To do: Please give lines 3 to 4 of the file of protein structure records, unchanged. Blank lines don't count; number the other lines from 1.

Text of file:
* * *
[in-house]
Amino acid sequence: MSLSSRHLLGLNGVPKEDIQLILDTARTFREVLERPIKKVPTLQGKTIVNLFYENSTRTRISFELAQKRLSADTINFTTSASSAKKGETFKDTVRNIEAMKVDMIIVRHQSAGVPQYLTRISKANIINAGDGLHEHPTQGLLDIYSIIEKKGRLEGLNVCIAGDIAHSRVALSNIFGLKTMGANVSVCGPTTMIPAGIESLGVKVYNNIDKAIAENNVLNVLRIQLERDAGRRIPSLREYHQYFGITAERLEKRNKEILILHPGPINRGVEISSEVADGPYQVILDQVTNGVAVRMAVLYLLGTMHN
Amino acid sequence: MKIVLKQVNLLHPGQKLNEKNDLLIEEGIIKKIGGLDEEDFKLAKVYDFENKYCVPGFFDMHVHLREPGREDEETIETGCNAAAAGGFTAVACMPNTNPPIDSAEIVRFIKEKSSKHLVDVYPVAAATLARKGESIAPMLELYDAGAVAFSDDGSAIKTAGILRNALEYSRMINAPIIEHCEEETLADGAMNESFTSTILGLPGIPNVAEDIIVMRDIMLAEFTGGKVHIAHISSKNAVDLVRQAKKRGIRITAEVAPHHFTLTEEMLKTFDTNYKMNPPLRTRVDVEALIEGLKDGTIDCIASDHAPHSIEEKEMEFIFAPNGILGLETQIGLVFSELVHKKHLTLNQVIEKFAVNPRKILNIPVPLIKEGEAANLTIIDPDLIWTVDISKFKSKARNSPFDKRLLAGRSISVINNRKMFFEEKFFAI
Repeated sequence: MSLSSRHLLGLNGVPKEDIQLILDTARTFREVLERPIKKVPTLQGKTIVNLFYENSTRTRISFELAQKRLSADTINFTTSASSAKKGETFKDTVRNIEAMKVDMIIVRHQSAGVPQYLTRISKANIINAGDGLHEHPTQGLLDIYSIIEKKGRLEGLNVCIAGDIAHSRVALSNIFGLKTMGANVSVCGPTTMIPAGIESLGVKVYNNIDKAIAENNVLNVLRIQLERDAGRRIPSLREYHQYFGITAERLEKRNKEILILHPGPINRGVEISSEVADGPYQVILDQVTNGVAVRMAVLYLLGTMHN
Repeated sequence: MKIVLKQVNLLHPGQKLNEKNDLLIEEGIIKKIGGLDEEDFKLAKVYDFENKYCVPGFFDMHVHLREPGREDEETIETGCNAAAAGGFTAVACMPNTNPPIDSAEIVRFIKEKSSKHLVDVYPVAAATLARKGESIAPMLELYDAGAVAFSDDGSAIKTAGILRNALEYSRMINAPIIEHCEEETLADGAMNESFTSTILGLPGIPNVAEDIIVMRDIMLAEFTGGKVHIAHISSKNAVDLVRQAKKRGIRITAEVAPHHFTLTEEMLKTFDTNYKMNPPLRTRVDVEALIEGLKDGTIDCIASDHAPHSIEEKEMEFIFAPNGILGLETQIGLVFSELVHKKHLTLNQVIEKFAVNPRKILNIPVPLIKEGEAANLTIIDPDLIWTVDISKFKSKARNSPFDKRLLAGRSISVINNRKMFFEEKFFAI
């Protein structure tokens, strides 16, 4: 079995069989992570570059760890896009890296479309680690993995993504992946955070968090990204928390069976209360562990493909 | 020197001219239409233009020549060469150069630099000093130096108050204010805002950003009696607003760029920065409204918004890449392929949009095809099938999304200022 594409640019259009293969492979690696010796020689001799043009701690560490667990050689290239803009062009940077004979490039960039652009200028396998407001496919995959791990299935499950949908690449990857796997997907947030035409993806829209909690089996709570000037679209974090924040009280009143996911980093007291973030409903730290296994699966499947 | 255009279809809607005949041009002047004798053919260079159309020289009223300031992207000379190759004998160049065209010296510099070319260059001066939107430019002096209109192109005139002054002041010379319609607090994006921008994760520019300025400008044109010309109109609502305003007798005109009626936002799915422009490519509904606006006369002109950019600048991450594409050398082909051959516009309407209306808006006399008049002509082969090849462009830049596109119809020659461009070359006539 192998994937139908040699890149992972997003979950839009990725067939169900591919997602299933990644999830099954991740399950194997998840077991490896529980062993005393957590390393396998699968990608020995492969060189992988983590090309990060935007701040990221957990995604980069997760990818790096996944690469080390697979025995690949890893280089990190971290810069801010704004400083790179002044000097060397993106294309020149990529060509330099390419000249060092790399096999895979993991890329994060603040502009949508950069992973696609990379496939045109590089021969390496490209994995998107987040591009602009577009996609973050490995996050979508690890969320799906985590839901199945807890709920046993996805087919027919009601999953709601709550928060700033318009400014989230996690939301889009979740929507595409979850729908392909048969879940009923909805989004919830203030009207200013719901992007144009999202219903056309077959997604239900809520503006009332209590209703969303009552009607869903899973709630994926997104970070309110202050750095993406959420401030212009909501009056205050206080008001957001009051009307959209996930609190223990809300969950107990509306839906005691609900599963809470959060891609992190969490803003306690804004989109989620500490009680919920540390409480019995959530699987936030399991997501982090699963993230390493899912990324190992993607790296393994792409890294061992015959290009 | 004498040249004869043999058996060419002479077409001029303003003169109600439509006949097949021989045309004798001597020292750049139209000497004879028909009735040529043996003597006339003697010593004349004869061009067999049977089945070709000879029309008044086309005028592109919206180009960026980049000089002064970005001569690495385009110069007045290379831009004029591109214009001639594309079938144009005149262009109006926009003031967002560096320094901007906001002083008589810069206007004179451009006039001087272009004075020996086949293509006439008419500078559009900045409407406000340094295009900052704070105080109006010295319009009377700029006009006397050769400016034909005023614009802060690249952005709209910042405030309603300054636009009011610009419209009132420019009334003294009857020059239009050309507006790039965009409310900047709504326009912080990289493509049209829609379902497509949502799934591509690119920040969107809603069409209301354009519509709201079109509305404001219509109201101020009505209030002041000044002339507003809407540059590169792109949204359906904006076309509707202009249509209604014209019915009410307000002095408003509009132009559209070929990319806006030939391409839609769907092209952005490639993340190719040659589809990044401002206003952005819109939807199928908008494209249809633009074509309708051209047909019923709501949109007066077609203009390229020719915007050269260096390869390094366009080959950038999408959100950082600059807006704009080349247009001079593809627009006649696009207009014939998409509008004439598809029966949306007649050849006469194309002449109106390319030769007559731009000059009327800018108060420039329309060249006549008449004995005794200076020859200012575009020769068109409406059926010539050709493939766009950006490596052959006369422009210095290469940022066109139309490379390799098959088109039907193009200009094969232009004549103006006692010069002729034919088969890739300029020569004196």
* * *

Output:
Amino acid sequence: MKIVLKQVNLLHPGQKLNEKNDLLIEEGIIKKIGGLDEEDFKLAKVYDFENKYCVPGFFDMHVHLREPGREDEETIETGCNAAAAGGFTAVACMPNTNPPIDSAEIVRFIKEKSSKHLVDVYPVAAATLARKGESIAPMLELYDAGAVAFSDDGSAIKTAGILRNALEYSRMINAPIIEHCEEETLADGAMNESFTSTILGLPGIPNVAEDIIVMRDIMLAEFTGGKVHIAHISSKNAVDLVRQAKKRGIRITAEVAPHHFTLTEEMLKTFDTNYKMNPPLRTRVDVEALIEGLKDGTIDCIASDHAPHSIEEKEMEFIFAPNGILGLETQIGLVFSELVHKKHLTLNQVIEKFAVNPRKILNIPVPLIKEGEAANLTIIDPDLIWTVDISKFKSKARNSPFDKRLLAGRSISVINNRKMFFEEKFFAI
Repeated sequence: MSLSSRHLLGLNGVPKEDIQLILDTARTFREVLERPIKKVPTLQGKTIVNLFYENSTRTRISFELAQKRLSADTINFTTSASSAKKGETFKDTVRNIEAMKVDMIIVRHQSAGVPQYLTRISKANIINAGDGLHEHPTQGLLDIYSIIEKKGRLEGLNVCIAGDIAHSRVALSNIFGLKTMGANVSVCGPTTMIPAGIESLGVKVYNNIDKAIAENNVLNVLRIQLERDAGRRIPSLREYHQYFGITAERLEKRNKEILILHPGPINRGVEISSEVADGPYQVILDQVTNGVAVRMAVLYLLGTMHN